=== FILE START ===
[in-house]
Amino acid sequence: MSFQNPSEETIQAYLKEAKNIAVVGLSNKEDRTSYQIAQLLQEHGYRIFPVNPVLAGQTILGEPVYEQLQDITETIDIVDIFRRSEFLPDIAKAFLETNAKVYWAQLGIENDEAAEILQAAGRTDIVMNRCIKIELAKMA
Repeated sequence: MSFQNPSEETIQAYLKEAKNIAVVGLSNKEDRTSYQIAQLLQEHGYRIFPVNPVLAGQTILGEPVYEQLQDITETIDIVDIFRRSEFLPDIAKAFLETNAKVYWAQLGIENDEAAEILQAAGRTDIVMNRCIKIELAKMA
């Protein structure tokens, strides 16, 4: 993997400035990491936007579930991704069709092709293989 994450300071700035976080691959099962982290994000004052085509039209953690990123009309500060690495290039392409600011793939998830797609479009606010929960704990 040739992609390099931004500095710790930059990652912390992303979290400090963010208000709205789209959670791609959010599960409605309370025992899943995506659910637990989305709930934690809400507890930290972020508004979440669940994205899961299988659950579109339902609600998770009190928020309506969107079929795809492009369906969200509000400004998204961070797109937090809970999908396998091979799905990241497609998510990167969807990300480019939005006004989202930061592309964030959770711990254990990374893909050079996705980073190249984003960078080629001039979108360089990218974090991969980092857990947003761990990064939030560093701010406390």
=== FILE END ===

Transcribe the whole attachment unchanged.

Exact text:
[in-house]
Amino acid sequence: MSFQNPSEETIQAYLKEAKNIAVVGLSNKEDRTSYQIAQLLQEHGYRIFPVNPVLAGQTILGEPVYEQLQDITETIDIVDIFRRSEFLPDIAKAFLETNAKVYWAQLGIENDEAAEILQAAGRTDIVMNRCIKIELAKMA
Repeated sequence: MSFQNPSEETIQAYLKEAKNIAVVGLSNKEDRTSYQIAQLLQEHGYRIFPVNPVLAGQTILGEPVYEQLQDITETIDIVDIFRRSEFLPDIAKAFLETNAKVYWAQLGIENDEAAEILQAAGRTDIVMNRCIKIELAKMA
């Protein structure tokens, strides 16, 4: 993997400035990491936007579930991704069709092709293989 994450300071700035976080691959099962982290994000004052085509039209953690990123009309500060690495290039392409600011793939998830797609479009606010929960704990 040739992609390099931004500095710790930059990652912390992303979290400090963010208000709205789209959670791609959010599960409605309370025992899943995506659910637990989305709930934690809400507890930290972020508004979440669940994205899961299988659950579109339902609600998770009190928020309506969107079929795809492009369906969200509000400004998204961070797109937090809970999908396998091979799905990241497609998510990167969807990300480019939005006004989202930061592309964030959770711990254990990374893909050079996705980073190249984003960078080629001039979108360089990218974090991969980092857990947003761990990064939030560093701010406390």